The Somerset Coast, Somerset

The Somerset Coast, Somerset

The seaside isn’t the first thing that comes to mind when you think of Somerset, but what a surprise the Somerset Coast is! It runs along much of the length of the Bristol Channel and is diverse in that you’ll find almost every type of beach imaginable on this coastline, from golden sands and pebbly bays to peaceful harbours and wildlife rich wetlands. Perhaps one of the best ways to see just how varied it is by walking the West Somerset Coast Path, but if that’s not practical, opt for a day out to wherever suits you.

If you like a more traditional day at the seaside with deckchairs and donkey rides and fish and chips then Weston-Super-Mare, Burnham-On-Sea and Minehead will suit you; they all have a big expanse of flat golden sands so take your bucket and spade and be prepared to roll up your trousers legs and pop a knotted handkerchief on your head – oh, and make sure you’ve got plenty of loose change for the amusement arcades. Blue Anchor, further down the coast is another good sandy beach so it’s great for a family day out, and it’s where the West Somerset Railway terminates so you can have a pootle through the countryside on a steam train if the mood takes you.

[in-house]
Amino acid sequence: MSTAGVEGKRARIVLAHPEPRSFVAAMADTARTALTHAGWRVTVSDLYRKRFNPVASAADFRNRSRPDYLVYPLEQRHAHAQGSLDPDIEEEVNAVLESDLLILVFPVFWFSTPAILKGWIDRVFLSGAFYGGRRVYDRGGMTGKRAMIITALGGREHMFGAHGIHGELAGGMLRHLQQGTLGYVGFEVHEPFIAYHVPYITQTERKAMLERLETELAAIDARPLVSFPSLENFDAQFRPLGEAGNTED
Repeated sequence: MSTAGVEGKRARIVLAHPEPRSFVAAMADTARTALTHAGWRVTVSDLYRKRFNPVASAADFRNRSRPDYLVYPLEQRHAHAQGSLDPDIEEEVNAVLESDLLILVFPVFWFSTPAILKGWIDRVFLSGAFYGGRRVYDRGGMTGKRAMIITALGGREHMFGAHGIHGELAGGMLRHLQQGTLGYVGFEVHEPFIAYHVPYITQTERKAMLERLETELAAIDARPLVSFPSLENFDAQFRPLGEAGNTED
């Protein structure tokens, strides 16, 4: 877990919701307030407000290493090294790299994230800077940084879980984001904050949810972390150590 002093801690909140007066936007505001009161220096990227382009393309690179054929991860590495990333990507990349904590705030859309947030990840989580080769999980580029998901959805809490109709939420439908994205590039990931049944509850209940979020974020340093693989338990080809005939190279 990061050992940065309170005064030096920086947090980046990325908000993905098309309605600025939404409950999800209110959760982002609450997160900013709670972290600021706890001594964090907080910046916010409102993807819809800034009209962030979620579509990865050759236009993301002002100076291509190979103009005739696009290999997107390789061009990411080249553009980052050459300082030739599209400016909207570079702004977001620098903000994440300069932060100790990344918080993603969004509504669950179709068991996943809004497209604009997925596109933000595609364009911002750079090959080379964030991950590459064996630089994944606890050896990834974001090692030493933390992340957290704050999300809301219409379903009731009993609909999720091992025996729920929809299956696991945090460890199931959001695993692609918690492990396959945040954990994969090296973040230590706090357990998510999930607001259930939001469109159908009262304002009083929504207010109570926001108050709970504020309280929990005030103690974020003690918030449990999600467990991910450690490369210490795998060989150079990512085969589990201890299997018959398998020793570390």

If you like quieter beaches there’s actually quite a choice on the Somerset coast; Brean and Berrow are good for sports on and off the sands, but at low tide there are dangerous mud flats which you need to steer clear of, and both beaches have a lot of caravan and campsites close by so they certainly aren’t so quiet in the summer.  Sand Bay and Donniford are great for dog walks, more rugged, more wild, but wonderful for a stroll along the shore enjoying the elements.

Fossil hunters should head for Kilve, a rocky beach with fascinating rockpools where you can find crabs and sea anemones. St Audrie’s and East Quantoxhead can be wild and windy but they have so much character – the former has waterfalls cascading down the cliffs, the latter wave cut platforms and towering striated cliffs. Watchet and Porlock Weir are good for just sitting and watching the world go by, Bossington is usually very peaceful and one for the nature lovers, being backed by wildlife rich salt marshes. What a choice!

All information correct at the time of writing

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